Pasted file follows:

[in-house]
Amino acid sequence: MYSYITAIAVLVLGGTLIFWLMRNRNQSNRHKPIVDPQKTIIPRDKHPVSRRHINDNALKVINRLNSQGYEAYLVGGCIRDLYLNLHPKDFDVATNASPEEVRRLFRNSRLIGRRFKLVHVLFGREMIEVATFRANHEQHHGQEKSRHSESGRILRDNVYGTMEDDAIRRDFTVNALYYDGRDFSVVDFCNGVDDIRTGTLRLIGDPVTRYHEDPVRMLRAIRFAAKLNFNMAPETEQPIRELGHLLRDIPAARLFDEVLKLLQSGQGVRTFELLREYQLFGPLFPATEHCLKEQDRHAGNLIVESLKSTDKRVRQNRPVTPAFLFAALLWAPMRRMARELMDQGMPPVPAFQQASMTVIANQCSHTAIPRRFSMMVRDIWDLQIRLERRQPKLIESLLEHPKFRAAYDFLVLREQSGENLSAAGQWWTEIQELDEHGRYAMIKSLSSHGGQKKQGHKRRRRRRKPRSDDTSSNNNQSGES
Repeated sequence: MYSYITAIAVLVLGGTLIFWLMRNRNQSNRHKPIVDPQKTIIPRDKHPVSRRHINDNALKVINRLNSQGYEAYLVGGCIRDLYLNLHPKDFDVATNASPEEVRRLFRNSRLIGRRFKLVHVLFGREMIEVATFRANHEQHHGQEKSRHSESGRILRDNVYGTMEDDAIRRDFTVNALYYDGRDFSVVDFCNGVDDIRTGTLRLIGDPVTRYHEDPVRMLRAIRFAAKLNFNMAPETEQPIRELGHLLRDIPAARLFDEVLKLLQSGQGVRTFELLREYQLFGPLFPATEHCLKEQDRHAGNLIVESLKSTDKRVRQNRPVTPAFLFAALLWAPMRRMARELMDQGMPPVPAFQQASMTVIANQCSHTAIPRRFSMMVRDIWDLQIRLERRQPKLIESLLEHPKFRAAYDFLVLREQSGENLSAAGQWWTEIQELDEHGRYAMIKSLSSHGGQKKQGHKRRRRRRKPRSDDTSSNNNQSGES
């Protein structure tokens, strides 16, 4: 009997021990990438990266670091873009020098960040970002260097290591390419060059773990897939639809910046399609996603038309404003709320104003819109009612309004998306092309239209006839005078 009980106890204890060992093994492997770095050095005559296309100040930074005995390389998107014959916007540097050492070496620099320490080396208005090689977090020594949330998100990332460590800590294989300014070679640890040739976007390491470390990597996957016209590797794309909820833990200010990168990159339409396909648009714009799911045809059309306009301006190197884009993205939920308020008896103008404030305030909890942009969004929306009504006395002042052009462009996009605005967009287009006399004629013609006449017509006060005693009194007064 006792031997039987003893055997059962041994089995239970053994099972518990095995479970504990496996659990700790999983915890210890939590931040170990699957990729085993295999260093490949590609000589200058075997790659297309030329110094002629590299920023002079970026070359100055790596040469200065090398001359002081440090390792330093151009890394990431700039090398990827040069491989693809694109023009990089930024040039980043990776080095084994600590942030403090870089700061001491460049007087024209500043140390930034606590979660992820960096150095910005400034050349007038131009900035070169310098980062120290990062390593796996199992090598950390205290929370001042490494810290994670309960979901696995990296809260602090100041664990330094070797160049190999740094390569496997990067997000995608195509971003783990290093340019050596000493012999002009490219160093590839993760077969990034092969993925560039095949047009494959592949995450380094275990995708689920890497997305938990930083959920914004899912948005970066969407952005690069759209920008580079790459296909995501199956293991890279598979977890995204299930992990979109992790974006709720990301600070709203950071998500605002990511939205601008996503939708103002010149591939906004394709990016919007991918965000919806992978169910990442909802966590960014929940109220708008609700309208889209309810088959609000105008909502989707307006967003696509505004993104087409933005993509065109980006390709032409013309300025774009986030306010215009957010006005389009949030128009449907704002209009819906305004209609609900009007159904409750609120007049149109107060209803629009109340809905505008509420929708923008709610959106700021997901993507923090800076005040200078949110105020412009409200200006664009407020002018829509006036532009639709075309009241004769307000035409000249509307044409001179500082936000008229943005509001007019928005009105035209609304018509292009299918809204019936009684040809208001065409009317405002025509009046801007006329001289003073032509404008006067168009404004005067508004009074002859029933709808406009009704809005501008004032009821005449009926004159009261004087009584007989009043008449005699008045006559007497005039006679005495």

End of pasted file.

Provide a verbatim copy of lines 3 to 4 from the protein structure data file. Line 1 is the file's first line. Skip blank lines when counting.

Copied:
Repeated sequence: MYSYITAIAVLVLGGTLIFWLMRNRNQSNRHKPIVDPQKTIIPRDKHPVSRRHINDNALKVINRLNSQGYEAYLVGGCIRDLYLNLHPKDFDVATNASPEEVRRLFRNSRLIGRRFKLVHVLFGREMIEVATFRANHEQHHGQEKSRHSESGRILRDNVYGTMEDDAIRRDFTVNALYYDGRDFSVVDFCNGVDDIRTGTLRLIGDPVTRYHEDPVRMLRAIRFAAKLNFNMAPETEQPIRELGHLLRDIPAARLFDEVLKLLQSGQGVRTFELLREYQLFGPLFPATEHCLKEQDRHAGNLIVESLKSTDKRVRQNRPVTPAFLFAALLWAPMRRMARELMDQGMPPVPAFQQASMTVIANQCSHTAIPRRFSMMVRDIWDLQIRLERRQPKLIESLLEHPKFRAAYDFLVLREQSGENLSAAGQWWTEIQELDEHGRYAMIKSLSSHGGQKKQGHKRRRRRRKPRSDDTSSNNNQSGES
């Protein structure tokens, strides 16, 4: 009997021990990438990266670091873009020098960040970002260097290591390419060059773990897939639809910046399609996603038309404003709320104003819109009612309004998306092309239209006839005078 009980106890204890060992093994492997770095050095005559296309100040930074005995390389998107014959916007540097050492070496620099320490080396208005090689977090020594949330998100990332460590800590294989300014070679640890040739976007390491470390990597996957016209590797794309909820833990200010990168990159339409396909648009714009799911045809059309306009301006190197884009993205939920308020008896103008404030305030909890942009969004929306009504006395002042052009462009996009605005967009287009006399004629013609006449017509006060005693009194007064 006792031997039987003893055997059962041994089995239970053994099972518990095995479970504990496996659990700790999983915890210890939590931040170990699957990729085993295999260093490949590609000589200058075997790659297309030329110094002629590299920023002079970026070359100055790596040469200065090398001359002081440090390792330093151009890394990431700039090398990827040069491989693809694109023009990089930024040039980043990776080095084994600590942030403090870089700061001491460049007087024209500043140390930034606590979660992820960096150095910005400034050349007038131009900035070169310098980062120290990062390593796996199992090598950390205290929370001042490494810290994670309960979901696995990296809260602090100041664990330094070797160049190999740094390569496997990067997000995608195509971003783990290093340019050596000493012999002009490219160093590839993760077969990034092969993925560039095949047009494959592949995450380094275990995708689920890497997305938990930083959920914004899912948005970066969407952005690069759209920008580079790459296909995501199956293991890279598979977890995204299930992990979109992790974006709720990301600070709203950071998500605002990511939205601008996503939708103002010149591939906004394709990016919007991918965000919806992978169910990442909802966590960014929940109220708008609700309208889209309810088959609000105008909502989707307006967003696509505004993104087409933005993509065109980006390709032409013309300025774009986030306010215009957010006005389009949030128009449907704002209009819906305004209609609900009007159904409750609120007049149109107060209803629009109340809905505008509420929708923008709610959106700021997901993507923090800076005040200078949110105020412009409200200006664009407020002018829509006036532009639709075309009241004769307000035409000249509307044409001179500082936000008229943005509001007019928005009105035209609304018509292009299918809204019936009684040809208001065409009317405002025509009046801007006329001289003073032509404008006067168009404004005067508004009074002859029933709808406009009704809005501008004032009821005449009926004159009261004087009584007989009043008449005699008045006559007497005039006679005495």